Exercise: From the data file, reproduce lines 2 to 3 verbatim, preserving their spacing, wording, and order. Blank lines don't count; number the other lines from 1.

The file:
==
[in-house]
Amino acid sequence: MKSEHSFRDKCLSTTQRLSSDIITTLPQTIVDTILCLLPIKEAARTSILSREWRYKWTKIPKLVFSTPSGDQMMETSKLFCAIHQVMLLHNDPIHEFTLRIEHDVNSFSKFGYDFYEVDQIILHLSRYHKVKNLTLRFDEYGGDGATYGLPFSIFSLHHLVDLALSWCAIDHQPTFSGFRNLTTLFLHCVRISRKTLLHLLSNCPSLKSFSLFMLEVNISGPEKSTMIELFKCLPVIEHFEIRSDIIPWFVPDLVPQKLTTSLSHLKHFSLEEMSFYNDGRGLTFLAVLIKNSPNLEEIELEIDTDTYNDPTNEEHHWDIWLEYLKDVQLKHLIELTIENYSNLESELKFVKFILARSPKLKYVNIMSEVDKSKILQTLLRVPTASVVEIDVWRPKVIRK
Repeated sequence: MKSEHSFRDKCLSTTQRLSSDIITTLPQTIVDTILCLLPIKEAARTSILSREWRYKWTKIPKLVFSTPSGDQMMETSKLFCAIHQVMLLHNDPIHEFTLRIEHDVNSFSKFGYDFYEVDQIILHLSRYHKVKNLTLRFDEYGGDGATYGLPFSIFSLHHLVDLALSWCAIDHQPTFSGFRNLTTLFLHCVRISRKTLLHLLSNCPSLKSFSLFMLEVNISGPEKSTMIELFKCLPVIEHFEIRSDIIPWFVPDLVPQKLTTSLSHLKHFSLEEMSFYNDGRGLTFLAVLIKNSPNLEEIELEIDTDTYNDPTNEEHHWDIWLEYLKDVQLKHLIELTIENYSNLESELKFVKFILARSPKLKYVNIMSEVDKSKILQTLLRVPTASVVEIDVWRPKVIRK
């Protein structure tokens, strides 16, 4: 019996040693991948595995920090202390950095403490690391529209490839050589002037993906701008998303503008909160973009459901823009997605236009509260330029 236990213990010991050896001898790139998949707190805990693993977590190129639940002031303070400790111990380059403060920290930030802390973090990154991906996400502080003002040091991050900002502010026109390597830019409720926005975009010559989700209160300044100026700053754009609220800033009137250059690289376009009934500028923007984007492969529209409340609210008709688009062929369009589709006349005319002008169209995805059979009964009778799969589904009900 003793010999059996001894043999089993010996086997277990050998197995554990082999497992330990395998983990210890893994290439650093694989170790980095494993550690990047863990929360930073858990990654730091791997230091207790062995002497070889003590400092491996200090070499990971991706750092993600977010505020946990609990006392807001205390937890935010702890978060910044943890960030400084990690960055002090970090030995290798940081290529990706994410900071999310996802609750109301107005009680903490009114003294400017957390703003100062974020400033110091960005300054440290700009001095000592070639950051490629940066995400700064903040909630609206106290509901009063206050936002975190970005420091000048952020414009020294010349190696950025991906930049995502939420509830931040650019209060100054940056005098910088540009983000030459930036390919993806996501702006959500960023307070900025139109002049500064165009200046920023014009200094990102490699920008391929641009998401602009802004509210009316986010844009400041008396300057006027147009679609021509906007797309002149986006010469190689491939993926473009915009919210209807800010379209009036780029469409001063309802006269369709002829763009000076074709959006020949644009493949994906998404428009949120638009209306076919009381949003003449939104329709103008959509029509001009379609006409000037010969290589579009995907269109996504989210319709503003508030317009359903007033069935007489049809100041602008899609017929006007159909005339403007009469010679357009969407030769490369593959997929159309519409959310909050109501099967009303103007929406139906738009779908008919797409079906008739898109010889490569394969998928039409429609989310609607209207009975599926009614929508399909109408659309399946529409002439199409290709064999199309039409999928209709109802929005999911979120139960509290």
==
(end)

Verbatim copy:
Amino acid sequence: MKSEHSFRDKCLSTTQRLSSDIITTLPQTIVDTILCLLPIKEAARTSILSREWRYKWTKIPKLVFSTPSGDQMMETSKLFCAIHQVMLLHNDPIHEFTLRIEHDVNSFSKFGYDFYEVDQIILHLSRYHKVKNLTLRFDEYGGDGATYGLPFSIFSLHHLVDLALSWCAIDHQPTFSGFRNLTTLFLHCVRISRKTLLHLLSNCPSLKSFSLFMLEVNISGPEKSTMIELFKCLPVIEHFEIRSDIIPWFVPDLVPQKLTTSLSHLKHFSLEEMSFYNDGRGLTFLAVLIKNSPNLEEIELEIDTDTYNDPTNEEHHWDIWLEYLKDVQLKHLIELTIENYSNLESELKFVKFILARSPKLKYVNIMSEVDKSKILQTLLRVPTASVVEIDVWRPKVIRK
Repeated sequence: MKSEHSFRDKCLSTTQRLSSDIITTLPQTIVDTILCLLPIKEAARTSILSREWRYKWTKIPKLVFSTPSGDQMMETSKLFCAIHQVMLLHNDPIHEFTLRIEHDVNSFSKFGYDFYEVDQIILHLSRYHKVKNLTLRFDEYGGDGATYGLPFSIFSLHHLVDLALSWCAIDHQPTFSGFRNLTTLFLHCVRISRKTLLHLLSNCPSLKSFSLFMLEVNISGPEKSTMIELFKCLPVIEHFEIRSDIIPWFVPDLVPQKLTTSLSHLKHFSLEEMSFYNDGRGLTFLAVLIKNSPNLEEIELEIDTDTYNDPTNEEHHWDIWLEYLKDVQLKHLIELTIENYSNLESELKFVKFILARSPKLKYVNIMSEVDKSKILQTLLRVPTASVVEIDVWRPKVIRK